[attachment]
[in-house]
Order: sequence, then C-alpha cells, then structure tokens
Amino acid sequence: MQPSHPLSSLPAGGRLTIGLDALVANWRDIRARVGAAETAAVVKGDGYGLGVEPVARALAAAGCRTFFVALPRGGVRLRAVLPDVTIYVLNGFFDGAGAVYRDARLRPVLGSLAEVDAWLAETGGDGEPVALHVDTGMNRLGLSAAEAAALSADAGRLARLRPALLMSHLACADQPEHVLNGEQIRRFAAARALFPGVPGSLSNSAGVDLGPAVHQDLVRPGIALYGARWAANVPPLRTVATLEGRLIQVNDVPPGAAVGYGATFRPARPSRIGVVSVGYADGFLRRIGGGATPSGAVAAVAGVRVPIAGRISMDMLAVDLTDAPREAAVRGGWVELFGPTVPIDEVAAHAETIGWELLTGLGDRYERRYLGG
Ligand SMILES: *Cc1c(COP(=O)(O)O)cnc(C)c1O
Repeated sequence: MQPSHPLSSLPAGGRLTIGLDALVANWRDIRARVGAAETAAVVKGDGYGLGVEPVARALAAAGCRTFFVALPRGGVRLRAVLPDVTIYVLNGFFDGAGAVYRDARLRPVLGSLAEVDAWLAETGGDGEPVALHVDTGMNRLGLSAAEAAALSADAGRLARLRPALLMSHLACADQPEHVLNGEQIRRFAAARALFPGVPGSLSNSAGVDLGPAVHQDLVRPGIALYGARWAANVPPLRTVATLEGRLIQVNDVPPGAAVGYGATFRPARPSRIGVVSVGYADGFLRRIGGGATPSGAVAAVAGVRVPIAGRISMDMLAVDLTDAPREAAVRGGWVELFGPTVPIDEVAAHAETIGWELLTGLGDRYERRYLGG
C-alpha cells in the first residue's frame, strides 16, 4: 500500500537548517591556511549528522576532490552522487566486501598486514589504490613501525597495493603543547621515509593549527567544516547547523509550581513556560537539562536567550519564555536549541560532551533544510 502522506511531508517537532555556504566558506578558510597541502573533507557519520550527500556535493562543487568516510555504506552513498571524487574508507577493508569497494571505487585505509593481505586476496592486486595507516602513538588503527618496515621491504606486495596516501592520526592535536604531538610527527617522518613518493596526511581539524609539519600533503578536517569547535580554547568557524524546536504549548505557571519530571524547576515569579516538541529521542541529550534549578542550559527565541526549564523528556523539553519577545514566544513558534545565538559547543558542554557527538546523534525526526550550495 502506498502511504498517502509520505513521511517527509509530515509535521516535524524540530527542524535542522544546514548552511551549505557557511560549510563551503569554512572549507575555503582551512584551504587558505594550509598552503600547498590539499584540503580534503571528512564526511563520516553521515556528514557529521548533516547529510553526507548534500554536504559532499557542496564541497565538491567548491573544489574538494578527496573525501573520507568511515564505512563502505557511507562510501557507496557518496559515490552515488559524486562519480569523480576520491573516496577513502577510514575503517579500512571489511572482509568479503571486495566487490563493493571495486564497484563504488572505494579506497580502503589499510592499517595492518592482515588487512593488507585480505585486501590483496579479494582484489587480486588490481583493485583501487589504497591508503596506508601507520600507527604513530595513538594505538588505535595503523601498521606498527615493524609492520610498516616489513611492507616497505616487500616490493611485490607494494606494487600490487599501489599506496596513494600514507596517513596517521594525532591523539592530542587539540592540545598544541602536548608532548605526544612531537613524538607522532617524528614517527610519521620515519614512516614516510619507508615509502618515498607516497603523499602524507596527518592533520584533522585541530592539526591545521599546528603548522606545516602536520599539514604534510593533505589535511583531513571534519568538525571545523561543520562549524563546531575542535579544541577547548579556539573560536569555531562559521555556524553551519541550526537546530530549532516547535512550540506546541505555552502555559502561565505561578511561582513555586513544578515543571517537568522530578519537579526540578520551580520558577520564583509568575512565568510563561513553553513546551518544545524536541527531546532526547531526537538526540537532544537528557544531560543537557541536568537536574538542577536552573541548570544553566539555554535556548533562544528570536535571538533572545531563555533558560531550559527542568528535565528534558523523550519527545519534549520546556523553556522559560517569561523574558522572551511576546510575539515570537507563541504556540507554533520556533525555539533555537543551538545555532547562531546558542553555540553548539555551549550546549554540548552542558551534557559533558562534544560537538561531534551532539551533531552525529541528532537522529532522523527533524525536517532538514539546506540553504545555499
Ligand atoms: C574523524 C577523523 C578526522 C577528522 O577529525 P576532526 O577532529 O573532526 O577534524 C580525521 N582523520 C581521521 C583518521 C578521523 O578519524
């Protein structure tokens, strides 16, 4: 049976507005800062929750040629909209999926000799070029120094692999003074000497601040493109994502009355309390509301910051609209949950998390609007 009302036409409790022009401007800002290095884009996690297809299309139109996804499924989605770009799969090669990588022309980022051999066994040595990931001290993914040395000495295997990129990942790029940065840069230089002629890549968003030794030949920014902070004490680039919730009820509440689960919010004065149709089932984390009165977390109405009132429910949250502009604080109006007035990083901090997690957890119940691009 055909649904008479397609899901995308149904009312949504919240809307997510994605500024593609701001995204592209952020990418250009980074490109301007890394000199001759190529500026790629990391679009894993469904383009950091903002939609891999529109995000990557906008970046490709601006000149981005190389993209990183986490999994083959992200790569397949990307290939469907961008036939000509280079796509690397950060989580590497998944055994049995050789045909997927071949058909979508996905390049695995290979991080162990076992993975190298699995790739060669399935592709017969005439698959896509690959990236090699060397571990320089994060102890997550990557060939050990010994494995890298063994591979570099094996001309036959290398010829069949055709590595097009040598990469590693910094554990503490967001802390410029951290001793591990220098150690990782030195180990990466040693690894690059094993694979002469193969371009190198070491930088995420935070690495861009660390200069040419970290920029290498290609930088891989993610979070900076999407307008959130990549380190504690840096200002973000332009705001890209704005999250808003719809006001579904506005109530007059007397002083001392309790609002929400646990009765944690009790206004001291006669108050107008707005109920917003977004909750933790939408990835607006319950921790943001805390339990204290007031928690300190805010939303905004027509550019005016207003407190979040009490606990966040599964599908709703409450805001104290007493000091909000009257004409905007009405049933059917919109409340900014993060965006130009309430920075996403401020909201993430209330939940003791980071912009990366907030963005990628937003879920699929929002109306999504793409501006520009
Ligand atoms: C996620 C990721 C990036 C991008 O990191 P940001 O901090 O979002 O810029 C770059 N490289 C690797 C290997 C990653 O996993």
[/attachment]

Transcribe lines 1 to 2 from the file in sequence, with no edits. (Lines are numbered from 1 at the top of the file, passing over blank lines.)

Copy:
[in-house]
Order: sequence, then C-alpha cells, then structure tokens